The Cypress Hills are an interesting anomaly. During the last period of glaciation when ice covered the central part of North America, the area that we now call the Cypress Hills was not covered by glaciers. Rather, the ice, and later the meltwaters, flowed around this area leaving a range of hills about 140 kilometres long standing above the prairies. This stretch of hills has the highest elevation between the Rocky Mountains and Labrador. There are varieties of plants and animals that differ from those on the surrounding prairies. It is a really beautiful area with many trails for hiking, biking, and cross-country skiing.
We camped in the Elkwater Lake area. On Monday (a week ago) we went on a mountain bike trail ride. We ride our mountain bikes quite regularly, including on trails, although we generally choose easy to moderate routes - not the extreme or highly technical trails.
The bikes and the dog, ready to go. (However, the dog does not get to come with us when we bike. She is a menace on the trails!)
We set off riding through mixed woods and meadows. We were on our way to the Horseshoe Lookout, and we made a short excursion toward Old Baldy to look out over the Lake. From Old Baldy, it was uphill all the way. However, aside from the strenuousness of riding uphill, the trail was wide and easy to ride.
The photo above shows Rob pedalling up the hill. Near the top, there were beautiful fields of wildflowers. At the lookout, we had a terrific view of the prairies to the north and west. We rested and ate our picnic lunch. At this point, we had gone seven kilometres.
We planned to ride a loop route, taking the Beaver Creek Trail down. Like the Horseshoe Lookout Trail, it was marked as intermediate. We rode along the top on the Plateau Trail for about a kilometre, then dropped down onto the Beaver Creek Trail. A little ways along, the trail narrowed to a single track. Then soon it became very narrow and twisty, with steep little drops and rises, and sharp corners. However, the really challenging part was the roots. There were many big tree roots and rocks on the trail, which made it difficult to ride. Although I have ridden on narrow trails before, this was the most challenging trail I have ridden. It was not at all like the route we had taken up. Oh yes, it was muddy as well, with several narrow bridges.
And then suddenly, my front wheel hit a root or small stump. The bike stopped dead, and I flew over the handlebars. I landed on the ground with my bike on top of me. In reconstructing the crash, I think I landed on my right forearm and did a kind of a somersault. When Rob came along, I was sitting on the trail yelling "Ow, ow, ow!" along with some choice words. My right arm was in pain; it must have landed on a root.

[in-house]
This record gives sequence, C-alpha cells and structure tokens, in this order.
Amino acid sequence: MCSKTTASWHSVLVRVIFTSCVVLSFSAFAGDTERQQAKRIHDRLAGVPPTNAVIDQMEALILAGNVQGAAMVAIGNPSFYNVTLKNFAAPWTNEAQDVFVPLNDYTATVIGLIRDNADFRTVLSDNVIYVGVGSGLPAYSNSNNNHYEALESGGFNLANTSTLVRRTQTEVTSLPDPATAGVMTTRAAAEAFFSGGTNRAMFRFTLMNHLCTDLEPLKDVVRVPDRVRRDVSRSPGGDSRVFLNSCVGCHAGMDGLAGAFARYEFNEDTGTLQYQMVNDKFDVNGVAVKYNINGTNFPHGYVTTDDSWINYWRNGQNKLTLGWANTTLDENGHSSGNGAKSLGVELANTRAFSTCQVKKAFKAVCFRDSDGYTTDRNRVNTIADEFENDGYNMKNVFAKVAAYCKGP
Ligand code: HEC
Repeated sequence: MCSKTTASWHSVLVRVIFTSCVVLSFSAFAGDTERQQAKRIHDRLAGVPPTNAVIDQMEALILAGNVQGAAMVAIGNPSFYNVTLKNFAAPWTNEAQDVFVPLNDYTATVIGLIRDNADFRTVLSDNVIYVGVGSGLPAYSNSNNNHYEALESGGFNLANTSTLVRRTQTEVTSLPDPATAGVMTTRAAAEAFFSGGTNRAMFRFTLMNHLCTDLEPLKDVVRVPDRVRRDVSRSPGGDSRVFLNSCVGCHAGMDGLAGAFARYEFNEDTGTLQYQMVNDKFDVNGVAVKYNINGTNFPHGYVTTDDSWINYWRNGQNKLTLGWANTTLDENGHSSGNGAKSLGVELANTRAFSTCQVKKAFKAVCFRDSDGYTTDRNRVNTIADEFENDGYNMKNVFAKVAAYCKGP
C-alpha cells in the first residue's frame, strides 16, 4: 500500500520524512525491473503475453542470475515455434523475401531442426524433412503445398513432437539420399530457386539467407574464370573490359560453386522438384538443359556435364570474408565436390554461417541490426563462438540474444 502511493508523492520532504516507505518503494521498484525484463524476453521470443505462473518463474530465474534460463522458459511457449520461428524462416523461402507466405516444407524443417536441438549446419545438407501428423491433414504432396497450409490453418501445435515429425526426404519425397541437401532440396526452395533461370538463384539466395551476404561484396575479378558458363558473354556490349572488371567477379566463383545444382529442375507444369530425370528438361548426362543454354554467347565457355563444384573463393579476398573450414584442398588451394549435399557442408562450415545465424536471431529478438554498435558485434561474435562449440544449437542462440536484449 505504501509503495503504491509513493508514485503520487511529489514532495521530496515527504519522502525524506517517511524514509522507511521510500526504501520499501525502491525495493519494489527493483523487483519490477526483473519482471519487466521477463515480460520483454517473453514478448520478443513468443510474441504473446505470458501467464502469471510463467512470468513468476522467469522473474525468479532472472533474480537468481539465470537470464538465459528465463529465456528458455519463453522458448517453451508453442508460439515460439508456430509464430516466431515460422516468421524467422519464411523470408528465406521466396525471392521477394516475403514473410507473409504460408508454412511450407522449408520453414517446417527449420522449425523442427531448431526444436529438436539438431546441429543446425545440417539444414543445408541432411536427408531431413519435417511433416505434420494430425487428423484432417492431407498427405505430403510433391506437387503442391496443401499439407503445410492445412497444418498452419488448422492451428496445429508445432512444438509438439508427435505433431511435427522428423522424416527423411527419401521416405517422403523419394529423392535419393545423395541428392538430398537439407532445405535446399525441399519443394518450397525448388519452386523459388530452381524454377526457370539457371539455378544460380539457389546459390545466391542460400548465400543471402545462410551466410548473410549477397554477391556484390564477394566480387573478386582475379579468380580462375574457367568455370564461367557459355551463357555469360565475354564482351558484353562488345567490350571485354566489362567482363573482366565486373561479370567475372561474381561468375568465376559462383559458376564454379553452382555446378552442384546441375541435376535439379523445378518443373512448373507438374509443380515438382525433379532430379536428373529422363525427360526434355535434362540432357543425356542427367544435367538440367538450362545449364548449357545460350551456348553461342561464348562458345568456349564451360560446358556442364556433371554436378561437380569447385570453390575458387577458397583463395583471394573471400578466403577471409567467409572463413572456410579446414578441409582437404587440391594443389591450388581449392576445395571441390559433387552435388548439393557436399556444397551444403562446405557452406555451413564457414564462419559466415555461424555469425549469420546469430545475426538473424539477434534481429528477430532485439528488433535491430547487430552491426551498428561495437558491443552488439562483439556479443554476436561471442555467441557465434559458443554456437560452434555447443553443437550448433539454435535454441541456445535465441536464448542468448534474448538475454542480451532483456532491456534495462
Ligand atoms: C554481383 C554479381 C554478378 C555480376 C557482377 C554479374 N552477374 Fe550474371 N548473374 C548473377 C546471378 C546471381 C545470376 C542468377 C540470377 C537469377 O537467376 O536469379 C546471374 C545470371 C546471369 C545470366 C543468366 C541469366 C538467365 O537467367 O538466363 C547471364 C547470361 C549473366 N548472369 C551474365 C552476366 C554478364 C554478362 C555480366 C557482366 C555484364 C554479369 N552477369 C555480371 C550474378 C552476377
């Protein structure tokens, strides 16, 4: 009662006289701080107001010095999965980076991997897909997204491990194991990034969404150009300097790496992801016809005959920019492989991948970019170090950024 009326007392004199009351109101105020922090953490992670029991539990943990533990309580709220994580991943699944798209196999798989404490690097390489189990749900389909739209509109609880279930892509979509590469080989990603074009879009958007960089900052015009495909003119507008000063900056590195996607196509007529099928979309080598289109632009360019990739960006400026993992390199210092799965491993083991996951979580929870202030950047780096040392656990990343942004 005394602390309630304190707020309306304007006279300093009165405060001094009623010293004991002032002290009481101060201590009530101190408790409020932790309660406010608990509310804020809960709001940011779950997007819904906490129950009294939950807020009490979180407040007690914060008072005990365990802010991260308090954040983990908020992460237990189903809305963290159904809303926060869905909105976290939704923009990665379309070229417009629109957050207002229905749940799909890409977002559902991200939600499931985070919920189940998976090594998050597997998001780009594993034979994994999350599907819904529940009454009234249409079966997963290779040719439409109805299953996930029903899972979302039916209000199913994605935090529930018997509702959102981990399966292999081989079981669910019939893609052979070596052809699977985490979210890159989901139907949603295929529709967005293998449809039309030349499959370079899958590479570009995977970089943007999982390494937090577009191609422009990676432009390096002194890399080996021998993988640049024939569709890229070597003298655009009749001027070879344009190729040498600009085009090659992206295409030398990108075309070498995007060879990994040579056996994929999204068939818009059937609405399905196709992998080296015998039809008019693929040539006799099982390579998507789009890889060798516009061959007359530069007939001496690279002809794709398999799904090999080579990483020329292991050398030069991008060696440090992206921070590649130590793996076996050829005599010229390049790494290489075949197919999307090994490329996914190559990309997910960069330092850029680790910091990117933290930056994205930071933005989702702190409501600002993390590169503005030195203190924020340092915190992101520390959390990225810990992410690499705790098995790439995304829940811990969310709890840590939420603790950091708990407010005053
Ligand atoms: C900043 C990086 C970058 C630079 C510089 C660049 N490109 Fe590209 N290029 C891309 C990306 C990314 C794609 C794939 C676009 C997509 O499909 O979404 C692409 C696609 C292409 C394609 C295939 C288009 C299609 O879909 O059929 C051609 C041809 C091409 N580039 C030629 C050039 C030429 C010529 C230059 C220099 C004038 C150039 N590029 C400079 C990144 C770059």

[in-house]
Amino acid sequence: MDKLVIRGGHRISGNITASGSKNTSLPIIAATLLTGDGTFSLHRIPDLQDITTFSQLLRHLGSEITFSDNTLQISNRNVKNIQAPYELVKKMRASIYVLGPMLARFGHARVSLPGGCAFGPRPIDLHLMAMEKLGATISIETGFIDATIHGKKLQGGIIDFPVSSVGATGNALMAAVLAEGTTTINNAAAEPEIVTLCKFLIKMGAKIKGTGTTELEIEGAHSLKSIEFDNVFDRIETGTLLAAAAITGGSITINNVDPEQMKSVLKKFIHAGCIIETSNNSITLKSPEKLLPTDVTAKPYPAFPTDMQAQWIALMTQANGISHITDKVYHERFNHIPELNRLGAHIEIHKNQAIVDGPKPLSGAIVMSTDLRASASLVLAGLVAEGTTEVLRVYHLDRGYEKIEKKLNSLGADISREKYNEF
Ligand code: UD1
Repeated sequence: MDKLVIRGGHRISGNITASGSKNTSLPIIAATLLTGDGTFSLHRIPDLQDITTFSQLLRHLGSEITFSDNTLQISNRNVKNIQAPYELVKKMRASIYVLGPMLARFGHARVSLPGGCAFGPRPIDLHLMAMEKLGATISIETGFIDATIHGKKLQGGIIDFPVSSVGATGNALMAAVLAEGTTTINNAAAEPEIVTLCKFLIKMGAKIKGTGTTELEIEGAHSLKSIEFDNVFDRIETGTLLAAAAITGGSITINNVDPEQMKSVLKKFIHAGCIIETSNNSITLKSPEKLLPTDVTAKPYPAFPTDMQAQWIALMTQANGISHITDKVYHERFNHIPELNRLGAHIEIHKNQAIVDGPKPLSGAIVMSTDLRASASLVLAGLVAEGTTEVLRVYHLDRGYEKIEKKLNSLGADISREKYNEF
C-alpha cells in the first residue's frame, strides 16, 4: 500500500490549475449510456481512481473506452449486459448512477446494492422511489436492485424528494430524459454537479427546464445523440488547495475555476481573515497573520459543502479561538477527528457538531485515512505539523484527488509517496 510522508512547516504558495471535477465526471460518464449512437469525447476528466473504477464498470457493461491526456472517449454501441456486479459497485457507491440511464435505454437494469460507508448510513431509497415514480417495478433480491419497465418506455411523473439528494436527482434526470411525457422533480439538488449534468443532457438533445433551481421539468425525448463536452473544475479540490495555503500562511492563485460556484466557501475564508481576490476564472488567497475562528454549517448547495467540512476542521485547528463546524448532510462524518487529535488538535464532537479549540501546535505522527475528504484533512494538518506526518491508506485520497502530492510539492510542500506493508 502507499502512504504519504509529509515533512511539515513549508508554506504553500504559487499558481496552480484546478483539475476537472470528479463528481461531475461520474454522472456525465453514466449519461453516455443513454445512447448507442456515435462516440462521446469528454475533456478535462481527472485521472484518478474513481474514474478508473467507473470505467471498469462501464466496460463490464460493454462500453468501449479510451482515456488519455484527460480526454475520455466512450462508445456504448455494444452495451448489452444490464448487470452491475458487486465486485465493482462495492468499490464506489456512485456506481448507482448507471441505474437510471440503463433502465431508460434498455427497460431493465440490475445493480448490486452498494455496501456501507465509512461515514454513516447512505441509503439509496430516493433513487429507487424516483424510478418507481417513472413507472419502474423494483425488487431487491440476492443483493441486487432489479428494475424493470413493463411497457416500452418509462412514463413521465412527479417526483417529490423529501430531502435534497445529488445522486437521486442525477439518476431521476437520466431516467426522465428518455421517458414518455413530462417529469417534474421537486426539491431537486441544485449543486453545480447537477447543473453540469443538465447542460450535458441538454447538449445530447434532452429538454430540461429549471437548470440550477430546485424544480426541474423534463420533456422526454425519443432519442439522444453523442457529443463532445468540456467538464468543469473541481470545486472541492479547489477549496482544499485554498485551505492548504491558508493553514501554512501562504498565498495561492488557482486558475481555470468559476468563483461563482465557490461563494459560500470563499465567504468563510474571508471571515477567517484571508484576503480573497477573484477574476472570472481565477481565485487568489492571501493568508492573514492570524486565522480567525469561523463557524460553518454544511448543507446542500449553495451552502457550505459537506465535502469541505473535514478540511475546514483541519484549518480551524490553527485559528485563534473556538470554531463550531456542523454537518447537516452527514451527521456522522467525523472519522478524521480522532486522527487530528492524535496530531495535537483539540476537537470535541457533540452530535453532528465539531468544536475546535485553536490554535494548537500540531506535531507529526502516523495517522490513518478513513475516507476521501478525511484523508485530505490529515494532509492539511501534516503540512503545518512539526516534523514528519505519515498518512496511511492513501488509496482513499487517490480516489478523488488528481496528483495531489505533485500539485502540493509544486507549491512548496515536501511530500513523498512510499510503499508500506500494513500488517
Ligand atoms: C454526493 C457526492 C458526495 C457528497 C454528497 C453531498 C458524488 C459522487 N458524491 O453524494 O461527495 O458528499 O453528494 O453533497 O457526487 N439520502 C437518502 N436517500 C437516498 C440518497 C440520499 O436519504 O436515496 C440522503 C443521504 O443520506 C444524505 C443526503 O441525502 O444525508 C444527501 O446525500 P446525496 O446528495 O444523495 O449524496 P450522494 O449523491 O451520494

Rob took one look at it and said that I had broken my arm. It swelled up instantly and looked distended. He said that he had heard the sound of something snap.
We fashioned a sling out of Rob's spare long-sleeved shirt. Then we started walking out, down the trail, with Rob pushing both bikes. We were probably close to halfway along this section of the trail when the accident happened.
It was not a well-used trail. Eventually, two people came along, Olga and Steve from North Vancouver, and they helped us. They walked with me to the Park Information booth so a medic could look at my arm, and drove Rob up to the campsite to get the truck. They were really nice, and I was so grateful for their help. The medics put a splint on it, and then we drove to the Medicine Hat Hospital.
The emergency room was very busy, and we spent hours there. They X-rayed my arm. While I waited, I contemplated glumly the prospect of starting my leave with a broken right arm. I finally saw the young curly-headed Doctor, who spent most of his brief consultation exclaiming how amazing it was that I am still mountain biking at my age. It turned out that there was no fracture, just soft tissue damage. Yay!
So we went for Thai food, then headed back out to the campground. The rest of the trip, we hiked but didn't bike. I figure that the snapping sound Rob heard was the visor of my bike helmet coming off when I fell. I was using an app on my phone to track our bike trip. Altogether, we had biked and then walked a total of 15 km.
This photo shows the arm the morning after the crash. Now, a week later, the bruise is even bigger, stretching from above my elbow to the knuckles of my hand. It is still quite sore - but it isn't broken!
I plan to keep on biking, although perhaps a little more cautiously.